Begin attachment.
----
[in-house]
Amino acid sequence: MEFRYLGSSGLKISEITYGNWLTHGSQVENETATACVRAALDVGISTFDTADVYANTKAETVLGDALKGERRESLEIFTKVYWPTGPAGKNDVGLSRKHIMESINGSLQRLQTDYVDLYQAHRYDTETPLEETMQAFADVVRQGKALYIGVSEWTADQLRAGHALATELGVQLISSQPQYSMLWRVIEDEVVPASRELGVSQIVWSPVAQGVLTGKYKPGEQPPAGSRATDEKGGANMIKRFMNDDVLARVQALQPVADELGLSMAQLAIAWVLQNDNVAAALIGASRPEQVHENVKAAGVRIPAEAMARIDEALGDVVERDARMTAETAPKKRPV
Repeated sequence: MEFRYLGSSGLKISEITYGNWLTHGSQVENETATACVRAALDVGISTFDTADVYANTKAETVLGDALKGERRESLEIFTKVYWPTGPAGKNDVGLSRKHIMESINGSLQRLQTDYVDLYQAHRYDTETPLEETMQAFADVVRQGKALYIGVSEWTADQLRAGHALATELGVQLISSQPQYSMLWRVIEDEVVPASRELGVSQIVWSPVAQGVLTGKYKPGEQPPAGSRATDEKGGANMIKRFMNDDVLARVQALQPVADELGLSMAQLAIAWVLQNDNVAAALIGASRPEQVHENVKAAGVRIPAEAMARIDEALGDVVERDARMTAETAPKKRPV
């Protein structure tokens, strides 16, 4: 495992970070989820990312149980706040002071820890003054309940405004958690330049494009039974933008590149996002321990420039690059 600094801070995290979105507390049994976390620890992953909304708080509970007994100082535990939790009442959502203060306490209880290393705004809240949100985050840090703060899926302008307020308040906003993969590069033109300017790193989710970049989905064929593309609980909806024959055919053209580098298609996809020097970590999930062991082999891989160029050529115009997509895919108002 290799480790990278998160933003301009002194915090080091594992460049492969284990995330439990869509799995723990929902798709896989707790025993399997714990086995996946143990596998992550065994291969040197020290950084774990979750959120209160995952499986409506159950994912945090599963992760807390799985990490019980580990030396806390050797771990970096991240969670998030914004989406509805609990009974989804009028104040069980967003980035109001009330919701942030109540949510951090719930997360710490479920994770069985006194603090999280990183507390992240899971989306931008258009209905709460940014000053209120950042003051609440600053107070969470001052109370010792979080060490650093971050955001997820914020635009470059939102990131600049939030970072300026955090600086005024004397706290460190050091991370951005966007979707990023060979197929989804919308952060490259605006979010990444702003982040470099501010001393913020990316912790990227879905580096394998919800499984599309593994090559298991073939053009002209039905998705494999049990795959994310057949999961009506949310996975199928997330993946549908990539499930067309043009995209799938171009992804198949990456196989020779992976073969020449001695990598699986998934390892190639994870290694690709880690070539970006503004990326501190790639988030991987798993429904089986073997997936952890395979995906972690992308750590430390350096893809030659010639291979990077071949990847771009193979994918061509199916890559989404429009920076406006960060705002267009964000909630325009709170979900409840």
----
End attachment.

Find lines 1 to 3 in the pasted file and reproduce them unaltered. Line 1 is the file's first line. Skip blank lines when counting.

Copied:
[in-house]
Amino acid sequence: MEFRYLGSSGLKISEITYGNWLTHGSQVENETATACVRAALDVGISTFDTADVYANTKAETVLGDALKGERRESLEIFTKVYWPTGPAGKNDVGLSRKHIMESINGSLQRLQTDYVDLYQAHRYDTETPLEETMQAFADVVRQGKALYIGVSEWTADQLRAGHALATELGVQLISSQPQYSMLWRVIEDEVVPASRELGVSQIVWSPVAQGVLTGKYKPGEQPPAGSRATDEKGGANMIKRFMNDDVLARVQALQPVADELGLSMAQLAIAWVLQNDNVAAALIGASRPEQVHENVKAAGVRIPAEAMARIDEALGDVVERDARMTAETAPKKRPV
Repeated sequence: MEFRYLGSSGLKISEITYGNWLTHGSQVENETATACVRAALDVGISTFDTADVYANTKAETVLGDALKGERRESLEIFTKVYWPTGPAGKNDVGLSRKHIMESINGSLQRLQTDYVDLYQAHRYDTETPLEETMQAFADVVRQGKALYIGVSEWTADQLRAGHALATELGVQLISSQPQYSMLWRVIEDEVVPASRELGVSQIVWSPVAQGVLTGKYKPGEQPPAGSRATDEKGGANMIKRFMNDDVLARVQALQPVADELGLSMAQLAIAWVLQNDNVAAALIGASRPEQVHENVKAAGVRIPAEAMARIDEALGDVVERDARMTAETAPKKRPV